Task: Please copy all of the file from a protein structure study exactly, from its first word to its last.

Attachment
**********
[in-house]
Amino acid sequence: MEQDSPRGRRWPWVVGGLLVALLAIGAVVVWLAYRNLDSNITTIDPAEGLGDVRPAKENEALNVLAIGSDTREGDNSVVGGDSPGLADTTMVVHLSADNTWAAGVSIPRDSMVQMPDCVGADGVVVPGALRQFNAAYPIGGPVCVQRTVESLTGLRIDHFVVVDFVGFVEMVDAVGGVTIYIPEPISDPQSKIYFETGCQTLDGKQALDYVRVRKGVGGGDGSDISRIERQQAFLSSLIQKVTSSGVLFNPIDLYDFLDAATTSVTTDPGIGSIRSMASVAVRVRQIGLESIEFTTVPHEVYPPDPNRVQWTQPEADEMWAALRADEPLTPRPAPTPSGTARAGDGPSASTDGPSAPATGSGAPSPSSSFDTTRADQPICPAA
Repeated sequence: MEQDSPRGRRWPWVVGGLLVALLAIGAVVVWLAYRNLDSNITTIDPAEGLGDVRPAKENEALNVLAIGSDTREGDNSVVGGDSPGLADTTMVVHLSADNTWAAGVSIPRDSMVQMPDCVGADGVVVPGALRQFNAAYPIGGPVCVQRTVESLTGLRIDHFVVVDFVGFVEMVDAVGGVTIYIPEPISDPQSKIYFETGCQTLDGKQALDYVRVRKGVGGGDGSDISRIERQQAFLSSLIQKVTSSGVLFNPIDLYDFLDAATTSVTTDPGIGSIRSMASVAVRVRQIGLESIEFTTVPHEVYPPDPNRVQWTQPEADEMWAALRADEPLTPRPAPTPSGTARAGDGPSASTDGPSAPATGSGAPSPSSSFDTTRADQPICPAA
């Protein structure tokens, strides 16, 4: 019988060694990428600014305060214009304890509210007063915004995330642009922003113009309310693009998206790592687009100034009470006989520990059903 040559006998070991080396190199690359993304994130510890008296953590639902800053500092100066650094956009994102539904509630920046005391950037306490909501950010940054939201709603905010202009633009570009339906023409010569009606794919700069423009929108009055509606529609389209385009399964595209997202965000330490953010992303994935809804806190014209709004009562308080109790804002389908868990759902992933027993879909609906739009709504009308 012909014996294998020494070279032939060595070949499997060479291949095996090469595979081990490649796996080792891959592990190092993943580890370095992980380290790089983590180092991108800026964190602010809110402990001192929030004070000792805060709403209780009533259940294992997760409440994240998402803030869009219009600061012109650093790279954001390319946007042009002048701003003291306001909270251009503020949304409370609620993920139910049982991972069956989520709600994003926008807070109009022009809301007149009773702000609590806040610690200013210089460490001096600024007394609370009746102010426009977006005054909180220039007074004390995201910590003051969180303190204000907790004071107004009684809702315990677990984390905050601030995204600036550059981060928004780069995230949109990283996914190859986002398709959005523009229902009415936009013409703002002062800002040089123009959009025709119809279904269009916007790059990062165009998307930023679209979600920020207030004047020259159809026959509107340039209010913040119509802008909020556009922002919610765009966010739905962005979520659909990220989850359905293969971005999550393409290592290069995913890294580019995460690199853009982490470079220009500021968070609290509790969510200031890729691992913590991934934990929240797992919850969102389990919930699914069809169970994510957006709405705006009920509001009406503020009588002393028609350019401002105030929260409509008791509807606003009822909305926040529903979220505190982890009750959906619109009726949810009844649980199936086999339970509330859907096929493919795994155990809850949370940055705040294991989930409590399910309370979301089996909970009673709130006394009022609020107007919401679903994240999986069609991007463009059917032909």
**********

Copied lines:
[in-house]
Amino acid sequence: MEQDSPRGRRWPWVVGGLLVALLAIGAVVVWLAYRNLDSNITTIDPAEGLGDVRPAKENEALNVLAIGSDTREGDNSVVGGDSPGLADTTMVVHLSADNTWAAGVSIPRDSMVQMPDCVGADGVVVPGALRQFNAAYPIGGPVCVQRTVESLTGLRIDHFVVVDFVGFVEMVDAVGGVTIYIPEPISDPQSKIYFETGCQTLDGKQALDYVRVRKGVGGGDGSDISRIERQQAFLSSLIQKVTSSGVLFNPIDLYDFLDAATTSVTTDPGIGSIRSMASVAVRVRQIGLESIEFTTVPHEVYPPDPNRVQWTQPEADEMWAALRADEPLTPRPAPTPSGTARAGDGPSASTDGPSAPATGSGAPSPSSSFDTTRADQPICPAA
Repeated sequence: MEQDSPRGRRWPWVVGGLLVALLAIGAVVVWLAYRNLDSNITTIDPAEGLGDVRPAKENEALNVLAIGSDTREGDNSVVGGDSPGLADTTMVVHLSADNTWAAGVSIPRDSMVQMPDCVGADGVVVPGALRQFNAAYPIGGPVCVQRTVESLTGLRIDHFVVVDFVGFVEMVDAVGGVTIYIPEPISDPQSKIYFETGCQTLDGKQALDYVRVRKGVGGGDGSDISRIERQQAFLSSLIQKVTSSGVLFNPIDLYDFLDAATTSVTTDPGIGSIRSMASVAVRVRQIGLESIEFTTVPHEVYPPDPNRVQWTQPEADEMWAALRADEPLTPRPAPTPSGTARAGDGPSASTDGPSAPATGSGAPSPSSSFDTTRADQPICPAA
């Protein structure tokens, strides 16, 4: 019988060694990428600014305060214009304890509210007063915004995330642009922003113009309310693009998206790592687009100034009470006989520990059903 040559006998070991080396190199690359993304994130510890008296953590639902800053500092100066650094956009994102539904509630920046005391950037306490909501950010940054939201709603905010202009633009570009339906023409010569009606794919700069423009929108009055509606529609389209385009399964595209997202965000330490953010992303994935809804806190014209709004009562308080109790804002389908868990759902992933027993879909609906739009709504009308 012909014996294998020494070279032939060595070949499997060479291949095996090469595979081990490649796996080792891959592990190092993943580890370095992980380290790089983590180092991108800026964190602010809110402990001192929030004070000792805060709403209780009533259940294992997760409440994240998402803030869009219009600061012109650093790279954001390319946007042009002048701003003291306001909270251009503020949304409370609620993920139910049982991972069956989520709600994003926008807070109009022009809301007149009773702000609590806040610690200013210089460490001096600024007394609370009746102010426009977006005054909180220039007074004390995201910590003051969180303190204000907790004071107004009684809702315990677990984390905050601030995204600036550059981060928004780069995230949109990283996914190859986002398709959005523009229902009415936009013409703002002062800002040089123009959009025709119809279904269009916007790059990062165009998307930023679209979600920020207030004047020259159809026959509107340039209010913040119509802008909020556009922002919610765009966010739905962005979520659909990220989850359905293969971005999550393409290592290069995913890294580019995460690199853009982490470079220009500021968070609290509790969510200031890729691992913590991934934990929240797992919850969102389990919930699914069809169970994510957006709405705006009920509001009406503020009588002393028609350019401002105030929260409509008791509807606003009822909305926040529903979220505190982890009750959906619109009726949810009844649980199936086999339970509330859907096929493919795994155990809850949370940055705040294991989930409590399910309370979301089996909970009673709130006394009022609020107007919401679903994240999986069609991007463009059917032909």